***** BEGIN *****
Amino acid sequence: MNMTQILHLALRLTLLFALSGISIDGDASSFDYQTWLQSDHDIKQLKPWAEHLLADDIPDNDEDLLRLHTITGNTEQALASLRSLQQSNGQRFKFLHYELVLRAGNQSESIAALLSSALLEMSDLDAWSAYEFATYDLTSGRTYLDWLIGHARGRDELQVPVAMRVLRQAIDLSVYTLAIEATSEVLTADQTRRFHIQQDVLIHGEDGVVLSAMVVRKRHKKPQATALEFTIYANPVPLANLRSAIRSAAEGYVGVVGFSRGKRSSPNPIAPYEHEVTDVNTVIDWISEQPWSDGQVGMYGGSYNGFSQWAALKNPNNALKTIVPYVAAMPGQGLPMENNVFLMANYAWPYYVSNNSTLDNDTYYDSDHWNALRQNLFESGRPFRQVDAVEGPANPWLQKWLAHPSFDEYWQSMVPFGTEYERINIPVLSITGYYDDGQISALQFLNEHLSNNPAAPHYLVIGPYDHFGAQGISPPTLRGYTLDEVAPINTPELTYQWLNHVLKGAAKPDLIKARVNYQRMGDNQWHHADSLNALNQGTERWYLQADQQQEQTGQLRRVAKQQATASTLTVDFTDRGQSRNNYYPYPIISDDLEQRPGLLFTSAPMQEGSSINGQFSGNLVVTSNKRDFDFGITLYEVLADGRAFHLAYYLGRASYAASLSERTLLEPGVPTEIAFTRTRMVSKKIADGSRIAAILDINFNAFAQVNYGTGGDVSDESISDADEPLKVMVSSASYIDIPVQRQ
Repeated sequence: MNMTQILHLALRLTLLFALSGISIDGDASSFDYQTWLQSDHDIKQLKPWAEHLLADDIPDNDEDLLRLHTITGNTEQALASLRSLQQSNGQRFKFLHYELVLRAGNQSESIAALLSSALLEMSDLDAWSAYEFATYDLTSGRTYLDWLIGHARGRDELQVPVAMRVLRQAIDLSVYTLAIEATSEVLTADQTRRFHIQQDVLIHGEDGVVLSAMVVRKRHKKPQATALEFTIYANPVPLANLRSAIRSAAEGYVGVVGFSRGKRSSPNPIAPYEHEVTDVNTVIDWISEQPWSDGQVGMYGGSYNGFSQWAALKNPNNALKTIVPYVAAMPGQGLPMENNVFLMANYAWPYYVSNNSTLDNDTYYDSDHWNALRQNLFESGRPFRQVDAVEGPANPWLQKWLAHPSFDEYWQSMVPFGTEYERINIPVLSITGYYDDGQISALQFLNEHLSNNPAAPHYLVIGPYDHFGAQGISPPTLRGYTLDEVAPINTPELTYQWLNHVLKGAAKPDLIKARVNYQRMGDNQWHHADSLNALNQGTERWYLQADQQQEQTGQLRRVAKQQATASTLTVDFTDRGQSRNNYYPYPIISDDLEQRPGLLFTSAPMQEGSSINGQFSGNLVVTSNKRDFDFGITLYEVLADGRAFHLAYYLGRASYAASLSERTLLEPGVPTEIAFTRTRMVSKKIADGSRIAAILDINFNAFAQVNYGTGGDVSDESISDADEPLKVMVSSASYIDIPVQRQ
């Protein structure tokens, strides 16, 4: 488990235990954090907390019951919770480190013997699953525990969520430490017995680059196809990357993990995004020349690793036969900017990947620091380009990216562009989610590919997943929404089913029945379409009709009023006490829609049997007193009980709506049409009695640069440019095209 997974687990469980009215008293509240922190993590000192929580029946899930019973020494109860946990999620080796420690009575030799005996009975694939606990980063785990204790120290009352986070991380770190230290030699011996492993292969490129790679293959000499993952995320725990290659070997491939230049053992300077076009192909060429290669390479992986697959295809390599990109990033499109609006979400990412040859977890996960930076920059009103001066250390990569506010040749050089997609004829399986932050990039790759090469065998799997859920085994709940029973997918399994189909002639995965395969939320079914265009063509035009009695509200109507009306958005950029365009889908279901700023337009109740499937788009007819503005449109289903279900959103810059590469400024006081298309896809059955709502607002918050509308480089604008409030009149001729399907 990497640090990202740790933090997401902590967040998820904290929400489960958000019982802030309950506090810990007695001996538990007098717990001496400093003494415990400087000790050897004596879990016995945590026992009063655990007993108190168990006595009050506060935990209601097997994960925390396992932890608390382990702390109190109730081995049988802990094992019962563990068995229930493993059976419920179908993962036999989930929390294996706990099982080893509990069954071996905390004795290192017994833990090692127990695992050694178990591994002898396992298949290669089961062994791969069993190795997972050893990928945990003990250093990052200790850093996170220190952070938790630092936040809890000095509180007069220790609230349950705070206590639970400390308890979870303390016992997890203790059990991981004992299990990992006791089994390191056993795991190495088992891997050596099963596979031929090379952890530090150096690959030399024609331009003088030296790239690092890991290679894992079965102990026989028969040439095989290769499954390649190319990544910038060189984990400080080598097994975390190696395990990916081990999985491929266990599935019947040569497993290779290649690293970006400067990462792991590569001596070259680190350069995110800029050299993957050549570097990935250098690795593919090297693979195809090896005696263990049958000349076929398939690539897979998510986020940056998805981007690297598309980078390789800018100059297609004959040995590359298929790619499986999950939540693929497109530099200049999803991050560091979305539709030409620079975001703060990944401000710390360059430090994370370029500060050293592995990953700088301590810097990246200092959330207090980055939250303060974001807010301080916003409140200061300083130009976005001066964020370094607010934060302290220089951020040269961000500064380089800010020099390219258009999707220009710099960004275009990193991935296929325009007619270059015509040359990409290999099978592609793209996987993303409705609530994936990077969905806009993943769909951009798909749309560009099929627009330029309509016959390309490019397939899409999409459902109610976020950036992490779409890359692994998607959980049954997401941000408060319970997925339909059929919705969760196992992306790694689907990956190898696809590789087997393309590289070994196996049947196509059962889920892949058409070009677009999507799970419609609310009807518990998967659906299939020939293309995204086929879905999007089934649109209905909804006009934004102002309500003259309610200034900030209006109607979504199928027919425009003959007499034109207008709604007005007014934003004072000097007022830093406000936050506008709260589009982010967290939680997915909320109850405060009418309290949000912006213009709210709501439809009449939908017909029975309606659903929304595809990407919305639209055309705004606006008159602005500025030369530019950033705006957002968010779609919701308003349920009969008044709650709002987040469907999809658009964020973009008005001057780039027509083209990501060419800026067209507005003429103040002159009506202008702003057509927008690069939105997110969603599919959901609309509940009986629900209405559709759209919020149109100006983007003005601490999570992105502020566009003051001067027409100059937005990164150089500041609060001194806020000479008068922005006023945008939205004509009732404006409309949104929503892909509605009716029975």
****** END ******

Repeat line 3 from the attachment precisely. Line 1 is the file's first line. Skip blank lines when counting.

């Protein structure tokens, strides 16, 4: 488990235990954090907390019951919770480190013997699953525990969520430490017995680059196809990357993990995004020349690793036969900017990947620091380009990216562009989610590919997943929404089913029945379409009709009023006490829609049997007193009980709506049409009695640069440019095209 997974687990469980009215008293509240922190993590000192929580029946899930019973020494109860946990999620080796420690009575030799005996009975694939606990980063785990204790120290009352986070991380770190230290030699011996492993292969490129790679293959000499993952995320725990290659070997491939230049053992300077076009192909060429290669390479992986697959295809390599990109990033499109609006979400990412040859977890996960930076920059009103001066250390990569506010040749050089997609004829399986932050990039790759090469065998799997859920085994709940029973997918399994189909002639995965395969939320079914265009063509035009009695509200109507009306958005950029365009889908279901700023337009109740499937788009007819503005449109289903279900959103810059590469400024006081298309896809059955709502607002918050509308480089604008409030009149001729399907 990497640090990202740790933090997401902590967040998820904290929400489960958000019982802030309950506090810990007695001996538990007098717990001496400093003494415990400087000790050897004596879990016995945590026992009063655990007993108190168990006595009050506060935990209601097997994960925390396992932890608390382990702390109190109730081995049988802990094992019962563990068995229930493993059976419920179908993962036999989930929390294996706990099982080893509990069954071996905390004795290192017994833990090692127990695992050694178990591994002898396992298949290669089961062994791969069993190795997972050893990928945990003990250093990052200790850093996170220190952070938790630092936040809890000095509180007069220790609230349950705070206590639970400390308890979870303390016992997890203790059990991981004992299990990992006791089994390191056993795991190495088992891997050596099963596979031929090379952890530090150096690959030399024609331009003088030296790239690092890991290679894992079965102990026989028969040439095989290769499954390649190319990544910038060189984990400080080598097994975390190696395990990916081990999985491929266990599935019947040569497993290779290649690293970006400067990462792991590569001596070259680190350069995110800029050299993957050549570097990935250098690795593919090297693979195809090896005696263990049958000349076929398939690539897979998510986020940056998805981007690297598309980078390789800018100059297609004959040995590359298929790619499986999950939540693929497109530099200049999803991050560091979305539709030409620079975001703060990944401000710390360059430090994370370029500060050293592995990953700088301590810097990246200092959330207090980055939250303060974001807010301080916003409140200061300083130009976005001066964020370094607010934060302290220089951020040269961000500064380089800010020099390219258009999707220009710099960004275009990193991935296929325009007619270059015509040359990409290999099978592609793209996987993303409705609530994936990077969905806009993943769909951009798909749309560009099929627009330029309509016959390309490019397939899409999409459902109610976020950036992490779409890359692994998607959980049954997401941000408060319970997925339909059929919705969760196992992306790694689907990956190898696809590789087997393309590289070994196996049947196509059962889920892949058409070009677009999507799970419609609310009807518990998967659906299939020939293309995204086929879905999007089934649109209905909804006009934004102002309500003259309610200034900030209006109607979504199928027919425009003959007499034109207008709604007005007014934003004072000097007022830093406000936050506008709260589009982010967290939680997915909320109850405060009418309290949000912006213009709210709501439809009449939908017909029975309606659903929304595809990407919305639209055309705004606006008159602005500025030369530019950033705006957002968010779609919701308003349920009969008044709650709002987040469907999809658009964020973009008005001057780039027509083209990501060419800026067209507005003429103040002159009506202008702003057509927008690069939105997110969603599919959901609309509940009986629900209405559709759209919020149109100006983007003005601490999570992105502020566009003051001067027409100059937005990164150089500041609060001194806020000479008068922005006023945008939205004509009732404006409309949104929503892909509605009716029975």